02 May 2023

The Urgency of Addressing Loneliness in the Workplace

Loneliness is a growing issue with over half (58 per cent) of employees with less than five years of work experience feeling lonely ‘all or most of the time’ according to a new study by Glassdoor[i], and over a quarter (28 per cent) of employees across all ages believe companies are now more anti-social than pre-pandemic.


Whilst older workers are less likely to experience loneliness – just 15 per cent of employees with over 11 years in the workforce feel lonely – employers need to be mindful of this trend and put measures in place to tackle it to prevent it escalating into something more serious, says Adrian Lewis, Commercial Director at Activ People HR.


Adrian says, “Many employees were forced to work from home during the pandemic which led to some feeling lonely and isolated. Now, with more workplaces offering flexible and hybrid working, some firms haven’t properly embraced this new way of working in terms of creating a sociable work environment for people to still feel part of a team. Companies need to look at how they can bring people back together again socially no matter where they are working. As this survey shows this is especially important for younger workers who are often lonely, some may never have even met their work colleagues if recruited remotely, which can lead to poor mental wellbeing.”


The mental health charity Mind highlights that feeling lonely can have a negative impact on mental health, especially if these feelings have lasted a long time. Research suggests that loneliness is associated with an increased risk of certain mental health problems, including depression, anxiety, low self-esteem, sleep problems and increased stress.[ii]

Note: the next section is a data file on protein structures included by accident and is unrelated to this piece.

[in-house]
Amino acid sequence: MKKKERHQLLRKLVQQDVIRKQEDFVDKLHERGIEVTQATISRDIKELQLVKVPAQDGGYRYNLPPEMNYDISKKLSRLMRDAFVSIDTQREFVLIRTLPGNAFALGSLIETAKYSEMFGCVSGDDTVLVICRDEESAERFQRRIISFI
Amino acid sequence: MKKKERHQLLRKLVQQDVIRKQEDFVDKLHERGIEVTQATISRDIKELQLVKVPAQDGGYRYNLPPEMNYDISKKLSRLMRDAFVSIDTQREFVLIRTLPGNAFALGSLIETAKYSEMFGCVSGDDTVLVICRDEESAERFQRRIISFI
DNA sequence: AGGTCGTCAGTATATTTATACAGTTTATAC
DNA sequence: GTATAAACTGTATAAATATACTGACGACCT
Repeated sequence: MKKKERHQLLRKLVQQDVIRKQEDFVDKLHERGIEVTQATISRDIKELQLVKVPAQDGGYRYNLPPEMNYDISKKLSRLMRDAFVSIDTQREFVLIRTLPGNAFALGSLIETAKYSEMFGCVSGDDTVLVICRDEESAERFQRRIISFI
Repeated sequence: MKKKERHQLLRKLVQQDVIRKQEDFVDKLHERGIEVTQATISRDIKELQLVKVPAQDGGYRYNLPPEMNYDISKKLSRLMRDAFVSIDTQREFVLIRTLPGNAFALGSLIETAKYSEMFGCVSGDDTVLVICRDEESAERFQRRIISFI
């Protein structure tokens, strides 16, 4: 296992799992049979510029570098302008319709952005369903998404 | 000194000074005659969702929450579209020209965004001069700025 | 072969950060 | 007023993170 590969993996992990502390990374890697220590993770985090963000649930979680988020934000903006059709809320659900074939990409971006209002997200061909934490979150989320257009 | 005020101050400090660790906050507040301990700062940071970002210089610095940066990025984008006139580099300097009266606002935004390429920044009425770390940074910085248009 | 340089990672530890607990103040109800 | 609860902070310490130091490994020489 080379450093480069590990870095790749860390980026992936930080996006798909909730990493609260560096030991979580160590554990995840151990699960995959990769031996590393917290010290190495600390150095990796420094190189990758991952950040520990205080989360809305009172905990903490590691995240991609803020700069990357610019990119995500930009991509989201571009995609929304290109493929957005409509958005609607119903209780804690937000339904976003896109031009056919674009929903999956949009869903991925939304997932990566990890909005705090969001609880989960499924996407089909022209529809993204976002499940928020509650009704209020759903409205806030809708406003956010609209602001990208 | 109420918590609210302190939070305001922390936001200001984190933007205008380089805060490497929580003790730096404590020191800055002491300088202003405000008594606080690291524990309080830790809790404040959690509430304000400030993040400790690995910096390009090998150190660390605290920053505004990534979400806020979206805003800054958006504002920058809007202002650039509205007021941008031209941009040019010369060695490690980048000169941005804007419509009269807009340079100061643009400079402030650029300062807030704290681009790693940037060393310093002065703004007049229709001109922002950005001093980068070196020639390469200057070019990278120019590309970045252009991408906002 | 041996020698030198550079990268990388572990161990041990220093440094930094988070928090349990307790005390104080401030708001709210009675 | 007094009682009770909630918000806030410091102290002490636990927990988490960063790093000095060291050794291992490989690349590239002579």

Adrian adds, “Employers could be doing more to involve teams in regular social events, both virtually and in-person. Virtual coffee breaks or Friday drinks every week for instance offer the opportunity for people to chat with colleagues about something other than work and can involve people no matter where they are based, in the office or at home.


“Doing a monthly in-person social activity is a good idea too or having a monthly team meeting where everyone attends the office and stays on for lunch or evening drinks together. As well as promoting more socials employers also need to be able to spot the signs that someone may be lonely. One way to do this is by investing in absence management software which can enable them to see patterns of behaviour which could indicate someone is struggling.


“Someone who is lonely could feel disengaged from work or have other symptoms such as low mood or depression. This may manifest itself in them taking more time off work or regularly having a Monday off and lacking motivation after the weekend.


“Firms that can track sick leave can see if someone is taking a lot of leave and take steps to intervene. Absence management software always prompts return to work interviews too which give managers an opportunity to have a conversation in a safe space with that member of staff about their wellbeing. This may reveal issues which can be addressed and support given if needed. Without this insight symptoms are often overlooked especially if people are working remotely, which can lead to more serious problems in the long run, or people even leaving the company.”

For more information on Activ People HR visit: www.activpeoplehr.co.uk.

[i] https://www.peoplemanagement.co.uk/article/1818089/half-employees-feel-lonely-time-study-finds


[ii] https://www.mind.org.uk/information-support/tips-for-everyday-living/loneliness/about-loneliness/#:~:text=Feeling%20lonely%20can%20also%20have,sleep%20problems%20and%20increased%20stress.